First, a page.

If a creature is subject to an effect such as dazed it can spend a healing surge to get a new saving throw versus the effect.
In your case you would be using actual dmage rather than the healing surge - and you are allowing it when the spell is cast rather than as a way to break the spell.
But it otherwise is simiilar - spending physical (or not so physical depending upon your interpretation of hit points) to resist the power of the magic.
I don't hate it - I'm just not sure it fits every spell.
But, again, nothing says every spell has to use the same mechanic. Maybe this is the answer for some spells, maybe a level-based bonus to the save is the answer for others. Maybe "save ends - with increasing severity for each failed save" is the answer for others. And maybe hit point caps are the answer for some.
I think the fallacy is to assume that they need a single unifying mechanism to work for each spell. I'd rather they looked at each spell and asked: Whom should this affect and how - looking both at mechanics and the subjective issue of player acceptance - can we filter those we want it to affect away from those whom we don't.
I like the idea, but I think you will end up rolling a fistful of die quite often and that can really slow things down. What if we something based on Con Score and Hit Die and maybe level.
This is just an idea but maybe something like level X spell rolls a d20+10+Spell Level and if that is greater than the enemy's Con Score + HD (and/or level) then it has full effect. Then diminished effect for under that. Change the numbers around to fit but you get the idea of the system.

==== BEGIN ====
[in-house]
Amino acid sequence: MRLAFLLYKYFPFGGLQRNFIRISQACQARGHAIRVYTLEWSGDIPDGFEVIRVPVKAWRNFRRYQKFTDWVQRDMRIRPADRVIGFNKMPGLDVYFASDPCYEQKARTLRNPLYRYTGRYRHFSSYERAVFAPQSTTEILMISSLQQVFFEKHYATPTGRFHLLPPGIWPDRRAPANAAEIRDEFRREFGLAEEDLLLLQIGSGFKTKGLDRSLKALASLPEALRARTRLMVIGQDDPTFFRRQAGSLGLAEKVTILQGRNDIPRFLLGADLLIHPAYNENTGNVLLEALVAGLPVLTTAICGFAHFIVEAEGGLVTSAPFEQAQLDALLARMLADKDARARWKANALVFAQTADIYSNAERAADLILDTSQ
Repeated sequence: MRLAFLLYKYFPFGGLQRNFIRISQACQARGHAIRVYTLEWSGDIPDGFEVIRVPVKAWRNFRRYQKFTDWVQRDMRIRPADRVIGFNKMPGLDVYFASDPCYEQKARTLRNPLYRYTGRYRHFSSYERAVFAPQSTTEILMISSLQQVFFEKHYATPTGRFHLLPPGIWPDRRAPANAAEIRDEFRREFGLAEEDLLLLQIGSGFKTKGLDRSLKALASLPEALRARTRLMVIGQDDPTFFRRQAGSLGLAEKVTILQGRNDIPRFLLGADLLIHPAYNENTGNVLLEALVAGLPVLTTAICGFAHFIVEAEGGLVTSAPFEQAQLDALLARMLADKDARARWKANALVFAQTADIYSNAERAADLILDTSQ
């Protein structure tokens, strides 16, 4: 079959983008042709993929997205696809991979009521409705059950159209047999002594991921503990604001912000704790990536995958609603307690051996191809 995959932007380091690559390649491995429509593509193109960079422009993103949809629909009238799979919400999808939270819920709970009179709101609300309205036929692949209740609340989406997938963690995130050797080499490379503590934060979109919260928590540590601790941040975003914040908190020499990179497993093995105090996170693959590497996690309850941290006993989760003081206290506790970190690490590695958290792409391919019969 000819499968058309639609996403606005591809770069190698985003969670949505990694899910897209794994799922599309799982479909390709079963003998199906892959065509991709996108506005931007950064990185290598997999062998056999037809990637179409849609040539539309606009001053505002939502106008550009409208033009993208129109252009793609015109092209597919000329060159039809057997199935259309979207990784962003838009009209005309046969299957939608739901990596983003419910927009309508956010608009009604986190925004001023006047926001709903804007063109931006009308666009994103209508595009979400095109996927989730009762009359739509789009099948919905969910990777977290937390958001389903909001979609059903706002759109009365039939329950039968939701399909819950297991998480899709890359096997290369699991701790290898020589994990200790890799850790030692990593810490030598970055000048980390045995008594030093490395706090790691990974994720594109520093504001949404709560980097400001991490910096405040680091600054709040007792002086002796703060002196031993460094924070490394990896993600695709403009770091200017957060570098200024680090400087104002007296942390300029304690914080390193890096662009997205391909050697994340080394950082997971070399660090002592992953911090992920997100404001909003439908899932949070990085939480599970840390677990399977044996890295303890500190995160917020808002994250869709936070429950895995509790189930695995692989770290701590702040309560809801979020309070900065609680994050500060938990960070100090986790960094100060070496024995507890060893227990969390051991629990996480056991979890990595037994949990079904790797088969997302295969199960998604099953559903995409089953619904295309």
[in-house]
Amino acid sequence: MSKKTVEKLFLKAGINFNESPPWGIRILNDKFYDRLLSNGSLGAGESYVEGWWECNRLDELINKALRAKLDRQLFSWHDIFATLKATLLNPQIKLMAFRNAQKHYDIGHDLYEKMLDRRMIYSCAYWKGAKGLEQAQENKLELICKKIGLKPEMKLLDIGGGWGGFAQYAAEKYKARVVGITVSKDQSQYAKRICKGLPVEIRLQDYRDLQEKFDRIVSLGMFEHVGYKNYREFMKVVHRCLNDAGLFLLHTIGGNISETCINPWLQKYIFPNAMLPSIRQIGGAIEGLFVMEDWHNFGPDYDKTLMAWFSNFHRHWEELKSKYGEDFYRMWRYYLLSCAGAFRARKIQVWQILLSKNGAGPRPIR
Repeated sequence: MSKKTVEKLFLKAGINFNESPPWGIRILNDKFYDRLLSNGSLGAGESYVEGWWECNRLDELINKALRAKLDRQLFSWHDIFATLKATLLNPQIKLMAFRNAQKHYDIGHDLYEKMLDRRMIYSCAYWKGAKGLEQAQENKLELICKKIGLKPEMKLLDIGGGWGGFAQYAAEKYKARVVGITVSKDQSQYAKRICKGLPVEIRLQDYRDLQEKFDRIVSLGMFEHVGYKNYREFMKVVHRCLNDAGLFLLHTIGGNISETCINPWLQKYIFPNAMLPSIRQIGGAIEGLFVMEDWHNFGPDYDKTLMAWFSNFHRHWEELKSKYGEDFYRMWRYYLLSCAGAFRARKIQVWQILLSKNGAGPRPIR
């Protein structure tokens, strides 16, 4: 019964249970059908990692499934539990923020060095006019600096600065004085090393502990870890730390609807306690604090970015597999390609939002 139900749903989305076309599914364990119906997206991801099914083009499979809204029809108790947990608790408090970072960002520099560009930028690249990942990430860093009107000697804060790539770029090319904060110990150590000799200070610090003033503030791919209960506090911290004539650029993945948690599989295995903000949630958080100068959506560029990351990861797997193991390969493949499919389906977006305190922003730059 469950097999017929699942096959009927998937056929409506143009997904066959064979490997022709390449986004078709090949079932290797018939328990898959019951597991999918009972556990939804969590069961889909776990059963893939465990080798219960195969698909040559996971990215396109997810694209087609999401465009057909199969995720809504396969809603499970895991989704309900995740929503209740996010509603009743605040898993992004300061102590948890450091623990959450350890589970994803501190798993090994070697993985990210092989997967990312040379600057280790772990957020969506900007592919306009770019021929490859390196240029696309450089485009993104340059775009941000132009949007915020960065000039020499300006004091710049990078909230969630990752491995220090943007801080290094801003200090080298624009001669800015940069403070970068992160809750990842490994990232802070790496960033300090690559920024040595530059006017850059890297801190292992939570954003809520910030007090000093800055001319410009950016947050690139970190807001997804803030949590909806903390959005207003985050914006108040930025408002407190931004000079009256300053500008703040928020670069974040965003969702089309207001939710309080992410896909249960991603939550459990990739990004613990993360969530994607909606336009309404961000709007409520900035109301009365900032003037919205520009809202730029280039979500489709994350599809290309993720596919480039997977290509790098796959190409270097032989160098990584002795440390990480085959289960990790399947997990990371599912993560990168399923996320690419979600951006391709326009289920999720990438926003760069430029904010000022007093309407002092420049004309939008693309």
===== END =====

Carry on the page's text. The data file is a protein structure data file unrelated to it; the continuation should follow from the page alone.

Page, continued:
So maybe it could be determined by the spell itself? Maybe something like this:
- If the spell is seen as attacking the creatures will/mind/soul then it is MAX HP. (Charm, Turn undead, Fear)
- If the spell is attacking the physical body that wears down more quickly in combat it could be CURRENT HP. (Hold person, Ghoul touch, Ray of enfeeblement)
If this would be acceptable, what category would you see sleep falling into? I like to think that as the body wears down that sleep is resisted less because sleep is what the body wants to do. But I think the spell clearly effects the mind, so I am not sure. Maybe this isn't even how you think these spells work?